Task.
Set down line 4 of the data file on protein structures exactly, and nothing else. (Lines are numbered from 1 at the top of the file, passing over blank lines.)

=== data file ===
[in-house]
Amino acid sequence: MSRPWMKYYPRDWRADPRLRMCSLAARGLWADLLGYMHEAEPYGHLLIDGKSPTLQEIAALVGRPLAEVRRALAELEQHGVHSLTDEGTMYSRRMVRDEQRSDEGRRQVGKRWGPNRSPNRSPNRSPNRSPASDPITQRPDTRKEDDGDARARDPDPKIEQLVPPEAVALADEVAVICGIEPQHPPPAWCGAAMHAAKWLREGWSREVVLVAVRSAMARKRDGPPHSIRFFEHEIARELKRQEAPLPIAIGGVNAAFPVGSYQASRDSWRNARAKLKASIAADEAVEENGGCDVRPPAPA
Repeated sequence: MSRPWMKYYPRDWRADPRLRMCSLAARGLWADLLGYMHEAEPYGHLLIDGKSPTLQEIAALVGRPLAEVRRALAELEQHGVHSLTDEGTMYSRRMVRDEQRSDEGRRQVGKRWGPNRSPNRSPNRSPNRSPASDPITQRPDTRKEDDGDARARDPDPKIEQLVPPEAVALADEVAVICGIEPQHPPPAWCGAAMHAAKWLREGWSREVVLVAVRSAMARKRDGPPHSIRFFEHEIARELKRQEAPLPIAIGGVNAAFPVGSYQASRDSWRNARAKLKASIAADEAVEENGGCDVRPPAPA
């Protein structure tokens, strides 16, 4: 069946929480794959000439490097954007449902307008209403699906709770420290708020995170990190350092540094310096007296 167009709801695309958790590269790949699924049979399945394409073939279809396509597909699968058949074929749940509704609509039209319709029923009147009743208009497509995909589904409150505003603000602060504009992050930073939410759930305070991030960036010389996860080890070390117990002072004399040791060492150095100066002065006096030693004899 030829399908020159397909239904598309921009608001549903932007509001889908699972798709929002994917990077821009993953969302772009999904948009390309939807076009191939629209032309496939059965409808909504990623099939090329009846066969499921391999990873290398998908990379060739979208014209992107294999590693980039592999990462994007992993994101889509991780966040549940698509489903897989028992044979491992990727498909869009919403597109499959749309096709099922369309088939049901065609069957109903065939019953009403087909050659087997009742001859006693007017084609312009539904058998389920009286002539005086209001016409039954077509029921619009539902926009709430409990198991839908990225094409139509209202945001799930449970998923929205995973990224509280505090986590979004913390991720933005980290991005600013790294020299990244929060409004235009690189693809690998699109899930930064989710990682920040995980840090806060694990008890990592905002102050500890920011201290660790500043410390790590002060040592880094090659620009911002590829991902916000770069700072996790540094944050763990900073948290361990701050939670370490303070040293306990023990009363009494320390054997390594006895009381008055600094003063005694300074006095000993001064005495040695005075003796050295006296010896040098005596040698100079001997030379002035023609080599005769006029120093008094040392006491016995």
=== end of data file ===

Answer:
């Protein structure tokens, strides 16, 4: 069946929480794959000439490097954007449902307008209403699906709770420290708020995170990190350092540094310096007296 167009709801695309958790590269790949699924049979399945394409073939279809396509597909699968058949074929749940509704609509039209319709029923009147009743208009497509995909589904409150505003603000602060504009992050930073939410759930305070991030960036010389996860080890070390117990002072004399040791060492150095100066002065006096030693004899 030829399908020159397909239904598309921009608001549903932007509001889908699972798709929002994917990077821009993953969302772009999904948009390309939807076009191939629209032309496939059965409808909504990623099939090329009846066969499921391999990873290398998908990379060739979208014209992107294999590693980039592999990462994007992993994101889509991780966040549940698509489903897989028992044979491992990727498909869009919403597109499959749309096709099922369309088939049901065609069957109903065939019953009403087909050659087997009742001859006693007017084609312009539904058998389920009286002539005086209001016409039954077509029921619009539902926009709430409990198991839908990225094409139509209202945001799930449970998923929205995973990224509280505090986590979004913390991720933005980290991005600013790294020299990244929060409004235009690189693809690998699109899930930064989710990682920040995980840090806060694990008890990592905002102050500890920011201290660790500043410390790590002060040592880094090659620009911002590829991902916000770069700072996790540094944050763990900073948290361990701050939670370490303070040293306990023990009363009494320390054997390594006895009381008055600094003063005694300074006095000993001064005495040695005075003796050295006296010896040098005596040698100079001997030379002035023609080599005769006029120093008094040392006491016995």